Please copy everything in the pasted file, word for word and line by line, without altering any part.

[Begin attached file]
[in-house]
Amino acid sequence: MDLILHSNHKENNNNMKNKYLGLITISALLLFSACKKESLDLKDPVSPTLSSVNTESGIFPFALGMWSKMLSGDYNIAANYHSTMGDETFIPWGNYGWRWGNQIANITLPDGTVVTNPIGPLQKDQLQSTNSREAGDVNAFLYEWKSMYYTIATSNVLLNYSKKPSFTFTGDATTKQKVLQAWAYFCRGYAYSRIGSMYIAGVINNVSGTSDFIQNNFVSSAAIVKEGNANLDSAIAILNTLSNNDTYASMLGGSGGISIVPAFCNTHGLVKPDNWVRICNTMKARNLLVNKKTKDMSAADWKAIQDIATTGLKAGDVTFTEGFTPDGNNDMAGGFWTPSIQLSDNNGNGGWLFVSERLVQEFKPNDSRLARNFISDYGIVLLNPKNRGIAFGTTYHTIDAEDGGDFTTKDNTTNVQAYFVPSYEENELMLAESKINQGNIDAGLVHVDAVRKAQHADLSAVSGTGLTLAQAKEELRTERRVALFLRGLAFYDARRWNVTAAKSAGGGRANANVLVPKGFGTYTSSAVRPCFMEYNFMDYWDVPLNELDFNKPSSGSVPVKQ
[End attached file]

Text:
[in-house]
Amino acid sequence: MDLILHSNHKENNNNMKNKYLGLITISALLLFSACKKESLDLKDPVSPTLSSVNTESGIFPFALGMWSKMLSGDYNIAANYHSTMGDETFIPWGNYGWRWGNQIANITLPDGTVVTNPIGPLQKDQLQSTNSREAGDVNAFLYEWKSMYYTIATSNVLLNYSKKPSFTFTGDATTKQKVLQAWAYFCRGYAYSRIGSMYIAGVINNVSGTSDFIQNNFVSSAAIVKEGNANLDSAIAILNTLSNNDTYASMLGGSGGISIVPAFCNTHGLVKPDNWVRICNTMKARNLLVNKKTKDMSAADWKAIQDIATTGLKAGDVTFTEGFTPDGNNDMAGGFWTPSIQLSDNNGNGGWLFVSERLVQEFKPNDSRLARNFISDYGIVLLNPKNRGIAFGTTYHTIDAEDGGDFTTKDNTTNVQAYFVPSYEENELMLAESKINQGNIDAGLVHVDAVRKAQHADLSAVSGTGLTLAQAKEELRTERRVALFLRGLAFYDARRWNVTAAKSAGGGRANANVLVPKGFGTYTSSAVRPCFMEYNFMDYWDVPLNELDFNKPSSGSVPVKQ